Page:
Martin Wolf, writing in the Financial Times of London, describes the current crisis in stark terms: “Remember Friday March 14, 2008,” he writes. “It was the day the dream of global free market capitalism died.”
In recent weeks, the Federal Reserve has been forced to bail out Bear Stearns, guarantee tens of billions of the firm’s losses and loan hundreds of billions to big banks and Wall Street investment firms in order to prevent the collapse of both the domestic and global financial systems.
Breaking a barrier that had never before been broken, the Federal Reserve used the taxpayers’ credit and dollars to save Wall Street from imploding. Read More »
Are the barons of high finance ever called to account for their avarice, or for the billions squandered by their schemes?
A culture has evolved which allows the corporate executives of public companies to achieve monumental pay packages without investing a dime of their own money. I recently talked to the 45-year-old retired CFO of a famous Silicon Valley company who justified his $250 million stock package by saying that he had worked six days a week for five years. I thought of my father, who worked six- and seven-day weeks for 40 years as a deliveryman for Berkeley Farms and Dreyer’s Ice Cream.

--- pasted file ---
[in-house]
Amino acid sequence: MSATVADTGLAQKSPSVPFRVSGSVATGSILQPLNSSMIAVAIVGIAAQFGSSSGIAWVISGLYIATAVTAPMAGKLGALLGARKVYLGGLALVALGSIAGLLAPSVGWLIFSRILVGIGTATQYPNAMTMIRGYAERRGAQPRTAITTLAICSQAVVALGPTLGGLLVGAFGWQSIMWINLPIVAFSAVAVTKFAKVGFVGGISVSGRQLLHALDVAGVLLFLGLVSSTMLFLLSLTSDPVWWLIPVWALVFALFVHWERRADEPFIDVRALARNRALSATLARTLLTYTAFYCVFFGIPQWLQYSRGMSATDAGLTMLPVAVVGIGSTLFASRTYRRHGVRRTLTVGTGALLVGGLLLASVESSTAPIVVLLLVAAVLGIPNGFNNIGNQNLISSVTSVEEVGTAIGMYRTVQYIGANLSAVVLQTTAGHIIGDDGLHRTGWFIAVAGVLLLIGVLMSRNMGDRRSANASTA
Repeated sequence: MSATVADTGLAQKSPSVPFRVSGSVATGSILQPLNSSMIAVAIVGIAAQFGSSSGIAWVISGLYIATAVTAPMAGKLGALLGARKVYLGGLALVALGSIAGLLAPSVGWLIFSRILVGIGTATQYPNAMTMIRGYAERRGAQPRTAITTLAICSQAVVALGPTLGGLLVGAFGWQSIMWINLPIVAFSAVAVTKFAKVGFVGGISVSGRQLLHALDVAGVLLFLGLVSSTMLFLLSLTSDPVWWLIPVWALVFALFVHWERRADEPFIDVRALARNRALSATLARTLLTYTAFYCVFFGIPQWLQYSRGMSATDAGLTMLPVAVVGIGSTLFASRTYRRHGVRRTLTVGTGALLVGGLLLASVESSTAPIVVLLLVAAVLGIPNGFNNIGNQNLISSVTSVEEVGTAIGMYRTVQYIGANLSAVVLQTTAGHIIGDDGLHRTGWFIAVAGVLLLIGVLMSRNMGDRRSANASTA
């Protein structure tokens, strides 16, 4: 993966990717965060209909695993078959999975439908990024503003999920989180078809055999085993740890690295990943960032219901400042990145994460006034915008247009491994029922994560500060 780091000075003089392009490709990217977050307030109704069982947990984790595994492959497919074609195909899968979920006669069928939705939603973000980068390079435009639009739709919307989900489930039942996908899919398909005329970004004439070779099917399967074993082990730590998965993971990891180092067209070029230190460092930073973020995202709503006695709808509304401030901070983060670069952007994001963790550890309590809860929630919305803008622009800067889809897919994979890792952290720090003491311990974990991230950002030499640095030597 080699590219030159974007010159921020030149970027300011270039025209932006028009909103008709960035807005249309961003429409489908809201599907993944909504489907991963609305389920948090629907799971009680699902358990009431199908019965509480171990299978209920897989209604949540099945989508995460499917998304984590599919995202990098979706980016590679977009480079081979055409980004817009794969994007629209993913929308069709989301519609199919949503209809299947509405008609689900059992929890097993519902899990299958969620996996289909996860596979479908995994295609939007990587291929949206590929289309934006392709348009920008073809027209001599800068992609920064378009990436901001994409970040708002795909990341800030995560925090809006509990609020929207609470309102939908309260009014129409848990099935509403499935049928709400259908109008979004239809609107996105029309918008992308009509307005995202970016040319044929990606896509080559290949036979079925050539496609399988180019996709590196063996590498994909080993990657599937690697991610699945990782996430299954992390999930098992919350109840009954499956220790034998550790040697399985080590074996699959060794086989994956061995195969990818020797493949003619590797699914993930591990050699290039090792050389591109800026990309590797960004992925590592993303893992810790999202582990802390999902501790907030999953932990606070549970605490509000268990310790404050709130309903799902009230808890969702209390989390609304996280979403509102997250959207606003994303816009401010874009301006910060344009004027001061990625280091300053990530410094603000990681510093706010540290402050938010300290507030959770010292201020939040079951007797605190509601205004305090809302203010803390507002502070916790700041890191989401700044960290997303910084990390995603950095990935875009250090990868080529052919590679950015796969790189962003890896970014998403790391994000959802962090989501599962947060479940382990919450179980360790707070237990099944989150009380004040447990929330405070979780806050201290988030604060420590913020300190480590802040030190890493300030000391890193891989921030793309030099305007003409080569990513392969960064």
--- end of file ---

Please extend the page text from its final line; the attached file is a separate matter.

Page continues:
Business leaders are portrayed as omnipotent gurus who blame the ills of society on a recalcitrant government bureaucracy and a self-dealing political class. The myth of the meritocracy of financial genius is perpetuated by horserace coverage of wealth, such as the Forbes 400 list. Here the accumulation of money is more than lauded; it is mythologized. Success has become so equated with money that critical professions such as teaching, journalism, medicine, public health and government service, which require a spirit of sacrifice, are made to seem less important than pure capitalistic endeavors.
But current events are challenging the myth of the omnipotent businessman. Read More »